I woke up on Sunday and watched the first fifteen minutes of 54. It's a lousy movie starring the ever-retarded-seeming Ryan Philipe as a guy who drives from Jersey to Manhattan and finds magic and excitement in the glamor of Studio 54. Later on Sunday, I experienced the same feeling of excitement, except that I was driving through the Holland Tunnel in the opposite direction, into the magic of New Jersey's Asbury Park and, more specifically, Asbury Lanes.
Asbury Lanes is a bowling alley with a stage growing out of the center five lanes with walls on either side of the area in front to keep the partiers from dancing on the active lanes and fucking up people's games. I'd been playing pinball that afternoon at the nearby Silverball Museum, and the lighting inside Asbury Lanes is so beautiful that I went from hanging out inside a pinball museum to what felt like hanging out inside a pinball machine. Asbury Lanes normally showcases punk and hardcore music, but on this occasion, the Fool's Gold tour was occupying the stage. A-Trak and Flosstradamus have been playing house parties on this tour except for this show.
As I already said, his show felt like being inside a pinball machine, and all the glowstick activity and light-up hula hoop ladies only added to that, but it also felt like I'd time-traveled to six years in the past. Everyone there was psyched to be photographed and no one there knew what VICE Magazine was. In New York, people will begrudgingly let you photograph them, but a lot of people see it as an invasive act. The kids at Asbury Lanes were so, so thrilled to be photographed. It's like they'd never seen a camera before, although it could just be because they were all nice kids.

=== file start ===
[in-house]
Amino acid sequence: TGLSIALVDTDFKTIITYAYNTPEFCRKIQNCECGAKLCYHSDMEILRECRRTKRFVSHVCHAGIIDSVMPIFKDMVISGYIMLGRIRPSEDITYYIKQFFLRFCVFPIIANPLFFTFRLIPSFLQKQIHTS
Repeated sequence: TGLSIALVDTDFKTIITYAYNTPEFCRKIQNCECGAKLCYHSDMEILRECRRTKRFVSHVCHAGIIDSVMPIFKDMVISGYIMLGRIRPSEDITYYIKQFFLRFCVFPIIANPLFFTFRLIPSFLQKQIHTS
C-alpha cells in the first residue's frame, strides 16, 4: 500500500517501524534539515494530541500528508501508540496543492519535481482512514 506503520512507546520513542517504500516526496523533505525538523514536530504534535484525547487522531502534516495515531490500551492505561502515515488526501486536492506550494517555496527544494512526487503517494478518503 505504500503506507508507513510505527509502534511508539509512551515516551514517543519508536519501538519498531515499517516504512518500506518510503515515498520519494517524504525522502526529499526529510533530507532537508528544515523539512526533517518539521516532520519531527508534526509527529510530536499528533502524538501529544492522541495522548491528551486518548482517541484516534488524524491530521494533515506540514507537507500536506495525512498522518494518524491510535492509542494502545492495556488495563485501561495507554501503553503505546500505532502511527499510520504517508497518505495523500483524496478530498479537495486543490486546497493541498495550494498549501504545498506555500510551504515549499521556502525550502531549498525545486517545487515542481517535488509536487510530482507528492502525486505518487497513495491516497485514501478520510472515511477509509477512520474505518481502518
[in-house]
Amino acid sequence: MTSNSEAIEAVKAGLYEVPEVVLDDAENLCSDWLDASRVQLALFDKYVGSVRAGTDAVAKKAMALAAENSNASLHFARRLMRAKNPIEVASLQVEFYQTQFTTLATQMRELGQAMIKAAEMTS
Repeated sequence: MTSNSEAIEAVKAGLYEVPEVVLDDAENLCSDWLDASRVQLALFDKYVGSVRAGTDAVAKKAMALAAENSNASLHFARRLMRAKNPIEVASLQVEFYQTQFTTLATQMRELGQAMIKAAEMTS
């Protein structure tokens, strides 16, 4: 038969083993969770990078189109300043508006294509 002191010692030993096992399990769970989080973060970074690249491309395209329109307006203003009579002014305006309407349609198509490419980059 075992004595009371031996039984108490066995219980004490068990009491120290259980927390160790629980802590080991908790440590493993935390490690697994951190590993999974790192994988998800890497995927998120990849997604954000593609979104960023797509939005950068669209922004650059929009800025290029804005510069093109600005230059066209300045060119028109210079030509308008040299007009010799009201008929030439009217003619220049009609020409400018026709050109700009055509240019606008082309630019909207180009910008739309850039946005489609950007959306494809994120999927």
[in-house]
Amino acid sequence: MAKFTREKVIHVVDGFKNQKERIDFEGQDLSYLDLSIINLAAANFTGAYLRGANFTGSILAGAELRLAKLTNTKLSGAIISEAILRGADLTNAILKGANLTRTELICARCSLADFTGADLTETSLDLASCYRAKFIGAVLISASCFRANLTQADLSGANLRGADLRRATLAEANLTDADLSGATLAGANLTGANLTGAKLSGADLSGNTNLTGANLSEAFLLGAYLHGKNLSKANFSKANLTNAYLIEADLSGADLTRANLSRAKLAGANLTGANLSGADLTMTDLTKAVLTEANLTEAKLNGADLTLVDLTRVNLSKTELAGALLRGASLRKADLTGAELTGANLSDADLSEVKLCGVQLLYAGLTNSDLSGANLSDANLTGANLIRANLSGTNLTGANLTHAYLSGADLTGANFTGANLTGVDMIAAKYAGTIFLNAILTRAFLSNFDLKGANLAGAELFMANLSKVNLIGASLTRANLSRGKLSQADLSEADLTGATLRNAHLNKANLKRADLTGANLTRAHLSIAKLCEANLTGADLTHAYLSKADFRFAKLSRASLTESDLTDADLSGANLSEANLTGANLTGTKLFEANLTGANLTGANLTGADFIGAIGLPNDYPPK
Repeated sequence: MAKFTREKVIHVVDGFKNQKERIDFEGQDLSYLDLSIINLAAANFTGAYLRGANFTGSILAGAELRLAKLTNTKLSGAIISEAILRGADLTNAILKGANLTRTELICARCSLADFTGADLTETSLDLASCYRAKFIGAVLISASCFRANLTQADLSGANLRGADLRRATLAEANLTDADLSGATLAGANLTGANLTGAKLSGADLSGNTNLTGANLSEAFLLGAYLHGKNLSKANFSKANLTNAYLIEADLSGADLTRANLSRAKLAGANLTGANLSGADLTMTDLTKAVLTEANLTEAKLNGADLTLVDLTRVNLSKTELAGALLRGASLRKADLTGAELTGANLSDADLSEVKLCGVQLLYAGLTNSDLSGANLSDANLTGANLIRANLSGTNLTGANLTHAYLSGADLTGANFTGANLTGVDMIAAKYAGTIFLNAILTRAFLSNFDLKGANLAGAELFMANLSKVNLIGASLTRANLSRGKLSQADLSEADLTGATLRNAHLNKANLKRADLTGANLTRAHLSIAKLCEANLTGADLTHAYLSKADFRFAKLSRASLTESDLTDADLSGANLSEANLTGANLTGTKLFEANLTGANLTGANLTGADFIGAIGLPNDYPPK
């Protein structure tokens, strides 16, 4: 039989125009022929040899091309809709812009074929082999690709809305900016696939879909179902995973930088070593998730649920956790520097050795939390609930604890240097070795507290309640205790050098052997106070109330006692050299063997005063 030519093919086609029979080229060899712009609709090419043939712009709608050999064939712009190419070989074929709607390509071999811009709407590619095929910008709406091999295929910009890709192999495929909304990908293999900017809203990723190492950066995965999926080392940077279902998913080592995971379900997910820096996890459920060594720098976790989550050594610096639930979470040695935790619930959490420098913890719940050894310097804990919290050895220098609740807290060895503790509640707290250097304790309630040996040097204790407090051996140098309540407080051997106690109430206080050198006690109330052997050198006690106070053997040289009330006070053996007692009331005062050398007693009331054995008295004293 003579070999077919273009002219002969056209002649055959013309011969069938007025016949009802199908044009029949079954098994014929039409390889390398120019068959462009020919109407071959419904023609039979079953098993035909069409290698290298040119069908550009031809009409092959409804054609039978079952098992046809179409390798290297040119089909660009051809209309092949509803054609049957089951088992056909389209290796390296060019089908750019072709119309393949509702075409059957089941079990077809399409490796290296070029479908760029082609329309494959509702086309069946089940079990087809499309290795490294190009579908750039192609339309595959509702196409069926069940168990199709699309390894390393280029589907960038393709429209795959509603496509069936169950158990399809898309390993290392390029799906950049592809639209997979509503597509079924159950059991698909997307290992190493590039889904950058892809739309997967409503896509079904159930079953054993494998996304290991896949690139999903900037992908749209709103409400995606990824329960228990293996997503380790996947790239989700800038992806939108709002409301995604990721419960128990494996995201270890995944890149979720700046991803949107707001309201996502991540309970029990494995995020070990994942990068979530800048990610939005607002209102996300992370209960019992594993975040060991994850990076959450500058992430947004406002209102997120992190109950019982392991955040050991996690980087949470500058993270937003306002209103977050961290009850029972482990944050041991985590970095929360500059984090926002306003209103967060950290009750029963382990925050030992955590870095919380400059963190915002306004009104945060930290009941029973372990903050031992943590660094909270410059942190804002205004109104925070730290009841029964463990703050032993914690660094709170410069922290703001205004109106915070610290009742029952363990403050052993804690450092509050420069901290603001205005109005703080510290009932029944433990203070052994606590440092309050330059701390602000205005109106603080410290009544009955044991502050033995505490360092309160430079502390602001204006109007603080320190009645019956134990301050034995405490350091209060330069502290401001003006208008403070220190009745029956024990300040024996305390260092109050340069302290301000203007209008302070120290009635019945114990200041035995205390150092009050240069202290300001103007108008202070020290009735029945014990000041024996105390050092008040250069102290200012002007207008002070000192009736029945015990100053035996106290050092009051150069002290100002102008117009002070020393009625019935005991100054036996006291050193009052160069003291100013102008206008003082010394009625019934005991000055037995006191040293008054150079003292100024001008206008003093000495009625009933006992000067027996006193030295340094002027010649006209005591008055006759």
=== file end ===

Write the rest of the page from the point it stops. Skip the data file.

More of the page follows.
The part I'll remember most about this show is how friendly everyone was. I felt like I made friends with half the people in Asbury Lanes. Outside the bowling alley, there were some kids who looked like they were still teenagers trying to get into the sold out show. One kid offered me money and molly if I could get him inside. The show sold out, but it seemed like I saw everyone who'd been lurking around the door eventually get in anyway. I met a lot of friendly jocks and this one neon raver jock who was dancing with glow sticks on strings. I also got to meet A-Trak, who kinda looks like he could be related to me if you check out the photo of us. I noticed that a lot of the girls looked kinda like porno flick bitches. I thought I might have seen April O'Neill, the alt-porn lady that Hipster Runoff makes fun of a lot.
Flosstradamus warmed up the crowd. I love those guys. For some reason, I forgot what they looked like even though I'd drawn them for an I Heart Comix poster a couple months back. I also forgot that I drew them. My memory is shot. Once A-Trak got on stage, people were flipping out and just loving life. A-Trak DJed for hours. People were dancing all over and people with light-up toys were doing their thing in the darkened corners of the venue. One guy almost crowdsurfed into the turntables, but I managed to catch him under the arms when his head was maybe three feet from knocking over the music.
A-Trak was playing all the hits, and during pregnant pauses, he would grab the mic out of its stand, say "Bowling," and then put it down. I noticed less people photographing the show with their phones. There were some, but the last few rap shows I went to were just oceans of extended arms holding iPhones. People took their photos when A-Trak came out, and then they put them away and danced for the most part.
I was stage diving, and when I came down, some guy yelled at me,"You're too fat to stage dive!" I said,"Hey, that's not very nice!" and he responded, "Just kidding, where's the after party?" In conclusion: A-Trak rules, Flosstradamus rules, Jersey rules, Asbury Park is great, Asbury Lanes is one of the best places to see live music I've ever been to.
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